You should also try to avoid planting large trees or shrubs close to your home. Maintaining these plants until they root properly requires frequent heavy watering. And once these plants are well-established, their roots can also dig into your foundation.
Before you make any major changes to your landscaping, you should also check the slope of your yard. Stand in your driveway or on the sidewalk —somewhere you’ll be safe, but can see the overall shape of your property. The ground around your home should not be completely flat; it should have a gentle slope down and away from the house.This helps encourage natural water drainage.
If the slope has been disrupted or compromised, you’ll need to restore it. This could require bringing in additional soil, moving plants, etc. A good landscaping company can do this for you, as well as help you evaluate the plants and placement around your home.
Signs You May Need Interior Waterproofing
Sometimes it’s obvious you need an interior waterproofing system. Do you regularly have standing water in your basement? Does a heavy rain guarantee that you’ll have a flooded basement? These are clear and easy indications that any homeowner can identify.
But there are other environmental cues that can indicate you need help to manage water intrusion that are less obvious:
- You live in an area with a high water table —near bodies of water or at a lower elevation.
- There is a significant amount of clay in the soil. Clay does not absorb water as effectively as other soil types.
- You have hairline cracks in the foundation. These may be caused by hydrostatic pressure, and can be an entry point for water leaks. Foundation cracks don’t always let in water right away, so don’t be fooled by a lack of moisture.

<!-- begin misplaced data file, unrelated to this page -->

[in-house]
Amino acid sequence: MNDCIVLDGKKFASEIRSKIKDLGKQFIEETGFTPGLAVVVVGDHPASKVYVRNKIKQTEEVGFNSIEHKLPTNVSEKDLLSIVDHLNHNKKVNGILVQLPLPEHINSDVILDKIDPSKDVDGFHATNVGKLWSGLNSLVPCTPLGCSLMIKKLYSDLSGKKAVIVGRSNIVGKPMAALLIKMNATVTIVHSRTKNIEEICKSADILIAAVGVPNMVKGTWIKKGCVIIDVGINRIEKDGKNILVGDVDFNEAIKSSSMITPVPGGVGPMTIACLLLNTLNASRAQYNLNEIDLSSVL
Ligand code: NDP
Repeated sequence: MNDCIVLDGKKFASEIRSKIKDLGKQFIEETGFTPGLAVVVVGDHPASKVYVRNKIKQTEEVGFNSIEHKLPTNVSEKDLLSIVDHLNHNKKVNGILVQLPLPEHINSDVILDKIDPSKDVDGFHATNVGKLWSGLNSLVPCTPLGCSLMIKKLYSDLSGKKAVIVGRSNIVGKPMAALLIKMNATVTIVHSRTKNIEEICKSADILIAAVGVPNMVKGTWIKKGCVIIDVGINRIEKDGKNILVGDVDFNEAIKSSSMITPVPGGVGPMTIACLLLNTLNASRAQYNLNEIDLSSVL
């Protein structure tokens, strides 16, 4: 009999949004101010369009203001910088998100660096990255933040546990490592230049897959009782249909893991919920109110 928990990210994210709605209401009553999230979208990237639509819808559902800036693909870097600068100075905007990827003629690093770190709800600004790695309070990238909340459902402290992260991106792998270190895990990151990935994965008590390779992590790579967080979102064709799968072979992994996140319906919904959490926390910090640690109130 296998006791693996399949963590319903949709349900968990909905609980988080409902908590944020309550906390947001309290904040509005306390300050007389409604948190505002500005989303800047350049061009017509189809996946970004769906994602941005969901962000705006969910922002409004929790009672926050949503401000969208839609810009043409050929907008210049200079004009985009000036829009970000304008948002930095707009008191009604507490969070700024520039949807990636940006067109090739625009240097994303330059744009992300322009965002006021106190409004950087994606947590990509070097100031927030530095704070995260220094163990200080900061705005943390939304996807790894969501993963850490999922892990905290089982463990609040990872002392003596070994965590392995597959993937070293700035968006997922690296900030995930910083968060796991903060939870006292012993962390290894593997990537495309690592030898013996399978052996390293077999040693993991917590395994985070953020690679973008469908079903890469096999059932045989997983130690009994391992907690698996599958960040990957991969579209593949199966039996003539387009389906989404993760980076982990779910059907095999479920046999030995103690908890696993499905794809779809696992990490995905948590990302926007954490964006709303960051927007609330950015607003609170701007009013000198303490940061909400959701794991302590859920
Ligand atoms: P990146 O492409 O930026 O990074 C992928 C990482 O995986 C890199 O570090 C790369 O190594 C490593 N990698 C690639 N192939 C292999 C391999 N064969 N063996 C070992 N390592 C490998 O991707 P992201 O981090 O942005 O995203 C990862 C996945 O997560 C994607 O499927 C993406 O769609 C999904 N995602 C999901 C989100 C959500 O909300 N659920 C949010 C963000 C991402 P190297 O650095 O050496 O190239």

- Efflorescence (crystals) or water lines on the walls indicate there has been water intrusion, or that moisture is present even if it’s not enough to drip or puddle on the floor.
- Musty odors indicate the area is damp and humid. Like efflorescence, this is a sign of developing basement leaks. Both can lead to mold growth, bacteria development, etc.
What Is Interior Waterproofing?
A waterproofing system requires two major components: a drainage track and a sump pump. These should be installed by professionals to prevent accidental foundation damage. Most homeowners don’t have the skills to break a trench in their basement floor without potentially damaging the foundation footings.
This photo was taken by an Acculevel crew member while installing fast-track water drainage in a customer’s basement.
You also need a professional to determine the right type of drainage to use. This varies, depending on the kind of basement floor you have, the size and condition of your foundation footers, amount of water in the area, etc. The water drainage track is what collects water that enters your home and moves it to a drainage pit. This pit is where your sump pump is located.
How Does A Sump Pump Work?
The sump pump should have a sensor that detects water flow, and it will automatically turn on when needed. A discharge line is routed from the pump through your basement wall and out into your yard at a reasonable distance from your foundation.